• The representative of high growth stocks, ARK Innovation ETF ARKK, has lost more than 56% year to date. In fact, it has lost almost 3 quarters (75%) of its value from its all time high. Many high fly stocks like Teladoc, Zoom, Coinbase have lost more than 70% this year, a phenomenon only seen during the dot-com or technology bear market in 2001-2003. 
  • The trend scores of all 9 US styles (large to small cap, growth to value) are now firmly negative though value stocks have fared much better than growth stocks. 

US Equity Style Trend (as of 5/09/2022)

Description Symbol 52 Weeks Trend Score
Russell Largecap Value IWD -2.67% -5.14%
Russell Midcap Value IWS -4.43% -6.31%
Russell Smallcap Value IWN -10.5% -9.36%
Russell Largecap Index IWB -5.25% -9.43%
Russell Midcap Indedx IWR -10.14% -10.96%
Russell Largecap Growth IWF -7.81% -13.48%
Russell Smallcap Index IWM -19.21% -15.19%
Russell Midcap Growth IWP -20.43% -19.67%
Russell Smallcap Growth IWO -27.51% -21.03%
  • Sector wise, energy, consumer staples and utilities are still of positive trend scores. If the downtrend continues to deteriorate, we expect these sectors will be the last to fall too. See 360° Market Overview for more details.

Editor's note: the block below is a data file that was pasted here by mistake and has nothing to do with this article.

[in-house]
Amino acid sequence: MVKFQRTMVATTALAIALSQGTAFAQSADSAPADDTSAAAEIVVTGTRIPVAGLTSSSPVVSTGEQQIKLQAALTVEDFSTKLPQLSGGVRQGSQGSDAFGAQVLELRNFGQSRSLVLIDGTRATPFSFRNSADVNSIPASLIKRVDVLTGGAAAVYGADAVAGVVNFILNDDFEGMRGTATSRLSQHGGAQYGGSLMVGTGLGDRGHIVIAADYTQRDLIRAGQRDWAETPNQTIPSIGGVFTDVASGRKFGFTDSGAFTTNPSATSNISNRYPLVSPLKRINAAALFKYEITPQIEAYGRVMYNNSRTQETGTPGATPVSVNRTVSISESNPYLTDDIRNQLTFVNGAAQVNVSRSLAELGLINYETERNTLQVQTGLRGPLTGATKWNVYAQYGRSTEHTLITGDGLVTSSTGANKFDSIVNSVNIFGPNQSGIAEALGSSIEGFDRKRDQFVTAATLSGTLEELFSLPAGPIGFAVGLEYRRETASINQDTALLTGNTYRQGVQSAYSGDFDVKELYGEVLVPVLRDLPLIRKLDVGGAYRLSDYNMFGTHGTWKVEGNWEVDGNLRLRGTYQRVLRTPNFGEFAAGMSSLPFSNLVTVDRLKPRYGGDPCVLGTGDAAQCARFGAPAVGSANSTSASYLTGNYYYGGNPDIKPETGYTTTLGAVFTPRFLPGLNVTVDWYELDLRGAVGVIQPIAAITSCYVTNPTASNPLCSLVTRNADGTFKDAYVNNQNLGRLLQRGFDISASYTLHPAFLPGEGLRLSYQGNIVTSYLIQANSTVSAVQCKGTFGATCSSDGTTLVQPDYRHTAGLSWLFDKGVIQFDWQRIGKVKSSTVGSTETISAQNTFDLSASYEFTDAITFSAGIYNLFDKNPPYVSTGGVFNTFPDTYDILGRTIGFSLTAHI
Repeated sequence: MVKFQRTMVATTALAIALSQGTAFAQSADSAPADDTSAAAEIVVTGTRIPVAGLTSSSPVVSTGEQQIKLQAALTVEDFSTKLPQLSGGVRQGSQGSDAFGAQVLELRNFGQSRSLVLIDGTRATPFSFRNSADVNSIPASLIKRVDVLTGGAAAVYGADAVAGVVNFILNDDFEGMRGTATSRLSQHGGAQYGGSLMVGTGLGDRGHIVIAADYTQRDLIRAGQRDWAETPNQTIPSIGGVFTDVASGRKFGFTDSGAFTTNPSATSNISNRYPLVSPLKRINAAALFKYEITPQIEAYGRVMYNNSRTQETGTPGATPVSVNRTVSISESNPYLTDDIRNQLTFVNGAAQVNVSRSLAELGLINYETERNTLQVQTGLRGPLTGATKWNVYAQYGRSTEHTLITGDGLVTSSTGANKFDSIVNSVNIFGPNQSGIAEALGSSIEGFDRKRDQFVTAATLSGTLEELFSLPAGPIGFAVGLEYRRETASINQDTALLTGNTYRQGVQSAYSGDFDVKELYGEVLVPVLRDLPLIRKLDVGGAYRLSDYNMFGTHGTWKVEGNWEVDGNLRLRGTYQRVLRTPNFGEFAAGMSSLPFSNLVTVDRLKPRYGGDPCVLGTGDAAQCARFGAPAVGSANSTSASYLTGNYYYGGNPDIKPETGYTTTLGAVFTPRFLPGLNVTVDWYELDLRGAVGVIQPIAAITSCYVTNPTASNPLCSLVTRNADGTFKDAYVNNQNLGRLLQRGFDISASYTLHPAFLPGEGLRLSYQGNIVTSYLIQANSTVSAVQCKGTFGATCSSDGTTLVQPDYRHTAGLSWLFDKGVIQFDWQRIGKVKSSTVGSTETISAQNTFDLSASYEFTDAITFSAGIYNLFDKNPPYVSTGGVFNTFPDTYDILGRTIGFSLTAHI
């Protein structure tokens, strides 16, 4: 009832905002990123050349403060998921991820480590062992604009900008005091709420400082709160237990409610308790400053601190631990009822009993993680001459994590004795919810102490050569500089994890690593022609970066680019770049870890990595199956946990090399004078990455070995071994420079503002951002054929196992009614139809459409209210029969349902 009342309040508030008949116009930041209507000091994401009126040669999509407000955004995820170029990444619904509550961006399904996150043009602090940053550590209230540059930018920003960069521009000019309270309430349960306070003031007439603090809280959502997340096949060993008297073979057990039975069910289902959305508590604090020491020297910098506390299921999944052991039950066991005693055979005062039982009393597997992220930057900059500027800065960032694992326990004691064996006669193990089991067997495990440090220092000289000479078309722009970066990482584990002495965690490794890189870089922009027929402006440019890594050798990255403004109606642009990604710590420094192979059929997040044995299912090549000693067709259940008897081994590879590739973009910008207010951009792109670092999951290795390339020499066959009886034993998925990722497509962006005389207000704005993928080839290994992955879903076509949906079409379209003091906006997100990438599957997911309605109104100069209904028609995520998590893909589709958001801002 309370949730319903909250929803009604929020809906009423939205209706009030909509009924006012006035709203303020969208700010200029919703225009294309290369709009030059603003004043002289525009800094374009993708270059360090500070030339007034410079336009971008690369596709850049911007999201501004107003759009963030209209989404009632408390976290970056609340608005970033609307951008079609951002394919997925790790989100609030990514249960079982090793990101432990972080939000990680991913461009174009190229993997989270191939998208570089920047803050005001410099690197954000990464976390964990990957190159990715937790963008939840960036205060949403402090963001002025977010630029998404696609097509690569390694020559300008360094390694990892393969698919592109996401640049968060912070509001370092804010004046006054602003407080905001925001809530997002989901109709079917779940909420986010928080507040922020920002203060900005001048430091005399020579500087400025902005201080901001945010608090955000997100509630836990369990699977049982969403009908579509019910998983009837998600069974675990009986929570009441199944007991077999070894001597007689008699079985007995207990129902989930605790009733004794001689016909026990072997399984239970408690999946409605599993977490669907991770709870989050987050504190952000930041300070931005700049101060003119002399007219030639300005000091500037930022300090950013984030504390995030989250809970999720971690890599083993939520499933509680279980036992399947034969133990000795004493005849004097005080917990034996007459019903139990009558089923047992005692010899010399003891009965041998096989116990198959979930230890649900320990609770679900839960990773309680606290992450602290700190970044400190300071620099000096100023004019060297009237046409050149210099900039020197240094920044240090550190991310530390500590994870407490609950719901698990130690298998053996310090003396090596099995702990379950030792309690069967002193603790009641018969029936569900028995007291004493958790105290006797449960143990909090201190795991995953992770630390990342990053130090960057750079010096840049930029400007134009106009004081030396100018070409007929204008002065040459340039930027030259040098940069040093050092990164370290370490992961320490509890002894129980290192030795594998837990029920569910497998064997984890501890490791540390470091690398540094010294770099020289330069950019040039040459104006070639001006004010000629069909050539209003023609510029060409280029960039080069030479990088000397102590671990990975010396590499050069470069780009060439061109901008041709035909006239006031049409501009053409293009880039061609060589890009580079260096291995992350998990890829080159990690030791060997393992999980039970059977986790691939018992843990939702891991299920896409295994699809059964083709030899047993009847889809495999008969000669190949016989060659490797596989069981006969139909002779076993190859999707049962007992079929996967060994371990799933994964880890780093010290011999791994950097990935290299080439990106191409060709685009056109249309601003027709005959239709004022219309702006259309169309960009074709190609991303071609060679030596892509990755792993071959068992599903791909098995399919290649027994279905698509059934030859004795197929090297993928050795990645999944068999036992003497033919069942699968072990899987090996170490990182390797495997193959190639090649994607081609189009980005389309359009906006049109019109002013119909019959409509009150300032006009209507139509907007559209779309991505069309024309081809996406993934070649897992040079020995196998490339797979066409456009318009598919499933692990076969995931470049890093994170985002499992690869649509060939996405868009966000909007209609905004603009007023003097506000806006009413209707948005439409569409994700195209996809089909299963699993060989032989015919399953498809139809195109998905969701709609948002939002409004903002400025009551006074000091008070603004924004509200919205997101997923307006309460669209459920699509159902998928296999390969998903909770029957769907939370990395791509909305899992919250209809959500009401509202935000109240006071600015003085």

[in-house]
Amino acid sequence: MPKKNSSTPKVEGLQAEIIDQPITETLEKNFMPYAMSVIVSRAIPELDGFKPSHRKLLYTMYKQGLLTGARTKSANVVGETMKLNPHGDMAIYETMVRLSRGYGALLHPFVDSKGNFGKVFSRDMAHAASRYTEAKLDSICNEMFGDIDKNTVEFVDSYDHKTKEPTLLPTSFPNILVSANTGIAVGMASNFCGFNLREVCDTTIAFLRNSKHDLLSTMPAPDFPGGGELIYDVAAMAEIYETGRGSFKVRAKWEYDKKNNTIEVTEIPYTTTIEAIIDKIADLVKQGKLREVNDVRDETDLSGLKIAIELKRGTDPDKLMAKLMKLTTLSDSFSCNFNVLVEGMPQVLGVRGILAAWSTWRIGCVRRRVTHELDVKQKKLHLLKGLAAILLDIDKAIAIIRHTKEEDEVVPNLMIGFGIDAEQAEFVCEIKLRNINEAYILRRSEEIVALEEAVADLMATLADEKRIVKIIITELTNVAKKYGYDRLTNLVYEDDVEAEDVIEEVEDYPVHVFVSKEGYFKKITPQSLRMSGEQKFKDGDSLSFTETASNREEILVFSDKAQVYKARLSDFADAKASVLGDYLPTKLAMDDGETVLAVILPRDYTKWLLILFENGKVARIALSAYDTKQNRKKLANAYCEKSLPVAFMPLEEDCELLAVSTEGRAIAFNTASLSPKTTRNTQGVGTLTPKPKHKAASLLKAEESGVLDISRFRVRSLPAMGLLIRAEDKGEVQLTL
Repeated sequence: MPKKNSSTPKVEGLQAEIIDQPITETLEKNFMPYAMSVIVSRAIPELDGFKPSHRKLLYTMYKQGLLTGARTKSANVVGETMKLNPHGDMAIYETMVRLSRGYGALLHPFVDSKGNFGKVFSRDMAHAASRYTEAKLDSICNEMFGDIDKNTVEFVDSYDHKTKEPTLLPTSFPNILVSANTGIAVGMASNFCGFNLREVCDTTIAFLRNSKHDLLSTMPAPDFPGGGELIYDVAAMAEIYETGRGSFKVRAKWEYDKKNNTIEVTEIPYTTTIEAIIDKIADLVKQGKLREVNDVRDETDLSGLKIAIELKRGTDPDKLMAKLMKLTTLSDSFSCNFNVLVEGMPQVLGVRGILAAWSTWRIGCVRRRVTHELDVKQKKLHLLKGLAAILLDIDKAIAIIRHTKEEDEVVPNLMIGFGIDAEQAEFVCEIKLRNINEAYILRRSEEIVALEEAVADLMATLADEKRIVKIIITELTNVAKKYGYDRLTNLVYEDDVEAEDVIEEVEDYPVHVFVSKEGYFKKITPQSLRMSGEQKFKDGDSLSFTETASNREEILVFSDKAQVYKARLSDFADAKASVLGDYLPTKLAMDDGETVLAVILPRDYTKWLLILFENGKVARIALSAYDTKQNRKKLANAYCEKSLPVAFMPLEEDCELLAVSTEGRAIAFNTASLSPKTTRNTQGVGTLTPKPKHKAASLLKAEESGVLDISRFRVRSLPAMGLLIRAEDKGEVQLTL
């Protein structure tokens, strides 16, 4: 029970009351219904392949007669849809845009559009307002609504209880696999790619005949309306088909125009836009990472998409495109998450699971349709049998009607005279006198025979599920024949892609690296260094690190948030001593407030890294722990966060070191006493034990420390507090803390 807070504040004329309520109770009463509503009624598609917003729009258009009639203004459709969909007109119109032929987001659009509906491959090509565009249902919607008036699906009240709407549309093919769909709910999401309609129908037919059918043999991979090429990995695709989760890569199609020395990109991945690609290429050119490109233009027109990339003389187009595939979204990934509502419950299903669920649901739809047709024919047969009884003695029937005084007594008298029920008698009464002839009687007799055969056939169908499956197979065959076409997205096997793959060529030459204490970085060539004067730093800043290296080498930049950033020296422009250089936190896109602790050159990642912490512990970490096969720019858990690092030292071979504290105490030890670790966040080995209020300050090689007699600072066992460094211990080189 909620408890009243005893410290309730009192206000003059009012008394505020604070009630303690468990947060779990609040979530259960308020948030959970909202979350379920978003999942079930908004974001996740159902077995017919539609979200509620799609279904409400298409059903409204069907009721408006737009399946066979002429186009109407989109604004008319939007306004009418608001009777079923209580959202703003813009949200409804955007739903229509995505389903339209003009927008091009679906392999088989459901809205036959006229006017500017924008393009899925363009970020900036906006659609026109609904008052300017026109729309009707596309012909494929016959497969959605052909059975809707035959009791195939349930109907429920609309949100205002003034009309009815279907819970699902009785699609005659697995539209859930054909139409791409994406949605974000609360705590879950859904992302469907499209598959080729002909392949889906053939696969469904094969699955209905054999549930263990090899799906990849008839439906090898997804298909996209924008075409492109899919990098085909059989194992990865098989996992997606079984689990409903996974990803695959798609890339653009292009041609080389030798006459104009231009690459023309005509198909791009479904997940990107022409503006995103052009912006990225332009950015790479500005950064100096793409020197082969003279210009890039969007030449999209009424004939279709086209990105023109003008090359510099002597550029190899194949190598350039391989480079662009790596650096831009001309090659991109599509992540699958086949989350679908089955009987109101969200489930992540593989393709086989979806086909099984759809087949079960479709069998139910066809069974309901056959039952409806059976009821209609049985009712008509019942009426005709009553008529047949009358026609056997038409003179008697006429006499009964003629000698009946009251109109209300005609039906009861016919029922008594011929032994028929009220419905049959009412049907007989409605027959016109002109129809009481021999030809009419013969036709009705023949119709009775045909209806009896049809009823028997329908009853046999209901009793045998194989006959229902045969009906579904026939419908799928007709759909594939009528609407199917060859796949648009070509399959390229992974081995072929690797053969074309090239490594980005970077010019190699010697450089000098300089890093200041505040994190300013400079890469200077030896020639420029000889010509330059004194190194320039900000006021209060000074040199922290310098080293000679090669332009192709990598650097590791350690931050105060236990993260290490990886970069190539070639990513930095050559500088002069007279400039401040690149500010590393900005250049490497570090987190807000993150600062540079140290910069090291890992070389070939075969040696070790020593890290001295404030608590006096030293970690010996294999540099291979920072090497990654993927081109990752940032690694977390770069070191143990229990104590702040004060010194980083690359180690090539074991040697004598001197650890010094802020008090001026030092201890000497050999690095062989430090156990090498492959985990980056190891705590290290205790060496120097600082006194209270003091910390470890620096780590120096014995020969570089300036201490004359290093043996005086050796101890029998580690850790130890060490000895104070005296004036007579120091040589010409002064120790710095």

• US dollar has risen against almost all other currencies, signaling a flight to safety in currency world. See 360° Market Overview for more details. 

However how gloomy this might seem, we want to remind our readers if the current weakness manifests to a full blown recession and a bear market, the loss could potentially be way steeper than what we have seen so far. Here are some ways to visualize by looking at previous cycles: Courtesy of the famous Michael Burry (the ‘big short’), the following chart shows the 10 year S&P (and Dow Jones Industrial index for 1929) price charts leading to the beginning of three periods: the start of the Great Depression 1/10/1930, the start of the tech bubble burst 8/12/2000 and now:

The chart doesn’t show what happened afterwards: S&P proceeded to drop almost 80% to its bottom in June 1932, two years later while for the year 2000 period, it went on to drop almost 50% to reach its bottom in late 2002 and early 2003, again, about 2 years later. 

So just imagine the following two years till 2024!

Of course, we are also reminded that it remains to be seen whether the current weakness can persist till the end of the month when our portfolios are rebalanced. It’s still possible that markets can reverse themselves before that or in other scenarios, they don’t go down in a straight line.There will be many mini sharp falls and rises. 

At the moment, we call for patience.